We were halfway home, Briar was in the back seat crying, the little girls were silent. Sean sat next to me, not moving, but radiating something. I clenched my teeth and felt my nostrils sting as the tears came. Mae. I looked at the passenger seat, where she’d been, but she wasn’t there. She wasn’t coming back, the space she left in our hearts was increasingly demanding to be filled.

Sean watched me. I was silent, stewing. I heard a whimper int he backseat.

“When do they leave?” I asked.

“2,” he said softly. The clock read 1:48. We were at least ten minutes away. It was impossible. I was so frustrated, desperate to heal the hurt in my family, but terrified of opening myself up again. I held my breath as I drove as fast as seemed safe. I didn’t know if I could take it if they were gone, I had no idea what I’d do if they weren’t.

“Whatever’s supposed to happen will,” I murmured to Sean. He and the girls were silent. The kitten was there.

And meant to be.

Which is why tonight, with a strangle tickle in my left ear, I am writing a post about kittens. Yes, kittens. We rescued two siblings, a male and a female. My heart is achy, but open. The girls are over the moon, Beso too.

Meet Pippin and Luna.



HerStories—Leaving & Losing Friends

IMG_7865I remember a friendship break-up from my childhood. We met in the late 70s when my family moved onto a dead-end street. We were the only girls on the block and became fast friends. We enjoyed a fairly long leash that allowed for hours of playing outside. We did it all, from pretending we were roller-skating gymnasts to racing super balls in the gutters with Star War figurines tied to twig rafts. It was in seventh grade that things began to fall apart—new friends, different interests. I was a late bloomer, though I didn’t know it then. As the era of boys standing in corners and girls fluttering back and forth in front of them descended, I lingered near the black top courts during recess, clinging to the time when we all played together,

We had a fight in eighth grade, though I can’t recall exactly what it was about. I painstakingly wrote the lyrics to Elton John’s Your Song in pencil on notebook paper. I may have even recorded it on cassette from the pop station and labeled the tape something pithy. In any case, she was unmoved by my overture. She was in many ways like a first love, the only person that I really I believed was my best friend.

Over the years I’ve had other friendships, but I’ve never again reached that level of wanting a friendship back. Maybe because through her I realized that friendships aren’t promised to last forever. There have been other friends, women I’ve wished to connect with in the way that so many people talk about, but it’s hollow. I know now that there are things about me that make friendship unlikely and I’m ok with that.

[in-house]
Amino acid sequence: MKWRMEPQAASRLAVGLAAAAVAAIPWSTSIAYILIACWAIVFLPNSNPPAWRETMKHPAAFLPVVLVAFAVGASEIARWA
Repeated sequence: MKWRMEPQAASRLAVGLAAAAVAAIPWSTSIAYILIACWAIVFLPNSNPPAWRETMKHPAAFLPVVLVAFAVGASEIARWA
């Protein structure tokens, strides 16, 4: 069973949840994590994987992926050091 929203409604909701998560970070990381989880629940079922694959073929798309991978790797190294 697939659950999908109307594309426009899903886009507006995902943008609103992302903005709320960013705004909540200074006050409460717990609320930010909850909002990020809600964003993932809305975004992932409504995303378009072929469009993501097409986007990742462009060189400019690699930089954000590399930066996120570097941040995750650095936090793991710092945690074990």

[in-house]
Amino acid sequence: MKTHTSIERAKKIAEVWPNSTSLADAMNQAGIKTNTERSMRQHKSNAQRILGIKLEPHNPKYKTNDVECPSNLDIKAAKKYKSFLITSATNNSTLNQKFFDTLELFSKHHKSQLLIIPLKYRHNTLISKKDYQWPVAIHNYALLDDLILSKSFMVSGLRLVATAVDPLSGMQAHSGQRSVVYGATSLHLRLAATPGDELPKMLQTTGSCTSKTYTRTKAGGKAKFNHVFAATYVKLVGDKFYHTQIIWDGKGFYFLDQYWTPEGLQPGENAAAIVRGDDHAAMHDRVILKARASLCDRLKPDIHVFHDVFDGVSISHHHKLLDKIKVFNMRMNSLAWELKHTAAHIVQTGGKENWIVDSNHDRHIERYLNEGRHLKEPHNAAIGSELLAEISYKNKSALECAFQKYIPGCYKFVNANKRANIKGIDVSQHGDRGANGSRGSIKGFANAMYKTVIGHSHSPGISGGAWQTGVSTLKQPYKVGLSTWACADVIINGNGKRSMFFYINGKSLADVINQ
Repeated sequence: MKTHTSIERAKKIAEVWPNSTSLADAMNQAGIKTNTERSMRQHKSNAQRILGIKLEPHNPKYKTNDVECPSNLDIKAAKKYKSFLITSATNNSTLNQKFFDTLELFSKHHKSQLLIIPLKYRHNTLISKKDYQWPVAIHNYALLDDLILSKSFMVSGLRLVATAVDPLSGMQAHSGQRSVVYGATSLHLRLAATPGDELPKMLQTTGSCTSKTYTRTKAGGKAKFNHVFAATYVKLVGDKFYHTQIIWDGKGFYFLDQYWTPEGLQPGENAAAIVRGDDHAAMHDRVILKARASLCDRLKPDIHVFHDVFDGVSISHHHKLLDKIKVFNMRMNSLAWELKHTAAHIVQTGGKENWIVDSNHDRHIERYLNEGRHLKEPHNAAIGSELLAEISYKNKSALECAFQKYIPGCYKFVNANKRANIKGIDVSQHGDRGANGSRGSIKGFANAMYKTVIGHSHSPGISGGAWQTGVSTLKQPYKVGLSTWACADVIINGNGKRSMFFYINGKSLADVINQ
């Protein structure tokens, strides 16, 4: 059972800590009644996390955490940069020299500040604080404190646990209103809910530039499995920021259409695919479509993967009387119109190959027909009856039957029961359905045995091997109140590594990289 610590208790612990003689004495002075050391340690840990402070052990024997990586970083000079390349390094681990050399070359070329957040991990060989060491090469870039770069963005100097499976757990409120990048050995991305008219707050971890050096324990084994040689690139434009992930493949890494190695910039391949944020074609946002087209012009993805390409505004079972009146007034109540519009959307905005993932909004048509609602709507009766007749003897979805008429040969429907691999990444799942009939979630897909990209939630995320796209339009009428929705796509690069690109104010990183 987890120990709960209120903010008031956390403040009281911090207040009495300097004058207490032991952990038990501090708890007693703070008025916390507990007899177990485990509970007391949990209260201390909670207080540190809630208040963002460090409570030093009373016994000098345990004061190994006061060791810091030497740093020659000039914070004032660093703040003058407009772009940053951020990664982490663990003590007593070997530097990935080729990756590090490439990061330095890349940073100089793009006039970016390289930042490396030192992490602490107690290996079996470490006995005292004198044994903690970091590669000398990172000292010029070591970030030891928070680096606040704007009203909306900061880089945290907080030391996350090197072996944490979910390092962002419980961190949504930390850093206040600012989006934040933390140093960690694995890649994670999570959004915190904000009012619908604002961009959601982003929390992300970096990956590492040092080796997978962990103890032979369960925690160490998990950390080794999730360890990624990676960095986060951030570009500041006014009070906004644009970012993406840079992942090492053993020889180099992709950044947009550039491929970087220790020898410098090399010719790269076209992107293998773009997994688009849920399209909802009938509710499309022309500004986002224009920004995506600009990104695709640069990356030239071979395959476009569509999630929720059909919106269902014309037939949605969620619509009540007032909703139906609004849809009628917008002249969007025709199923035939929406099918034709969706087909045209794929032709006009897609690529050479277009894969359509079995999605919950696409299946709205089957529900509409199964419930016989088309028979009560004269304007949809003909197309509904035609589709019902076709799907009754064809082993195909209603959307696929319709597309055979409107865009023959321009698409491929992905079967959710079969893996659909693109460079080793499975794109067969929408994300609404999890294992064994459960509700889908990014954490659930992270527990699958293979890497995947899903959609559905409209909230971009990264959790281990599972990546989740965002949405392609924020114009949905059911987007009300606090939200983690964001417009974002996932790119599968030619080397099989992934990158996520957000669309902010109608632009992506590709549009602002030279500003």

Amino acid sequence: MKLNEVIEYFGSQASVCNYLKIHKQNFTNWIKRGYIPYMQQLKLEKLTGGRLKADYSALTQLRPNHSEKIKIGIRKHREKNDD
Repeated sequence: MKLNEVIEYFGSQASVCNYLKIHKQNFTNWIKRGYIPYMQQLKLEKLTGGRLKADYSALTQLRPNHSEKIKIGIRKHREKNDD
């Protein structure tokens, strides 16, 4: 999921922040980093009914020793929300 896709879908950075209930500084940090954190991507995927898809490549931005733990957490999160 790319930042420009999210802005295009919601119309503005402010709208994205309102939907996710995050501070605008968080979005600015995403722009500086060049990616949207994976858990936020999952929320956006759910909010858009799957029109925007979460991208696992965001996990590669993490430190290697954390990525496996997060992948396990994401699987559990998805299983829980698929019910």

When I was asked to review this book, My Other Ex: Women’s True Stories of Leaving and Losing Friends, I wondered if I was qualified. I have online friends, women that I confide in and trust, that I think of when I am hurting, but real friends? Genuine, in-person friends? Not many that fit into the traditional mold (although I have an unexpected friendship realization I’ll be writing about soon.) I decided to sidestep my fear and give it a try, maybe the subject matter would shed light on why friendships can be so hard.

I have to tell you that it was nothing short of revelatory to read the stories in this book. I suppose I’ve had this very juvenile idea that women, normal women, share certain traits that I lack. Then I began reading unflinching stories of lost friendships. I think we all believe, no matter what the unspoken terms of a friendship may be, that we will be protected, that in the moment of conflict our friends will leap to our sides, blind to anything but the need to enforce our alliance. Arnbeya Herndon reveals how it felt to be left undefended. She does so with surprising humor, but you also realize that a heart is breaking. Her story, barely five pages in all, is incredibly powerful. I found myself rooting for her, but also being grateful for the reminder that there are circumstances that reveal character, not always for the better.

The other stories are equally unfettered by happy endings or saccharine editing. I was grateful to ride the emotion and wisdom of stories that owned responsibility, revealed life-long hurt, and acknowledged that relationships are hard work endured by imperfect and lovable people.

After reading it, the soft covers worn and curled by my flipping back and forth from Alexandra Rosa’s story of the friendship that never was and Alison Lee’s story of finding her way back to a friend, and so many other richly unafraid voices, I feel a sense of calm. None of us have it all figured out, though we all share an almost irrepressible hope for connecting and being cherished.

You may not have a specific ex story that comes to mind, but I bet in reading this book you’ll find shades of your own story and maybe, just maybe a mix of forgiveness and hope will take root. The ending feels much more like a beginning, with Katrina Anne Willis saying, “I choose the other side, where love and forgiveness abound. And most importantly, even when someone else might not, I choose me.”

My Other Ex: Women’s True Stories of Leaving and Losing Friendships is available here. I will be lending my copy to a friend of mine, but I encourage you to buy a copy. I am delighted to say that Jessica Smock, one of the editors of the book, is from Upstate New York.

Because I believe in giving books as gifts, I would also like to give away a copy of the book. Please leave a comment, it can be a relationship story or something else. I will announce Sunday who is the lucky winner.




Sara, Stephanie, and Julie you are winners. Please let me know if you’d like Kindle versions or paperbacks. Janet, I will lend you my copy after Ashley is finished reading it. 🙂


Thank you to everyone for your stories, they were amazing to hear.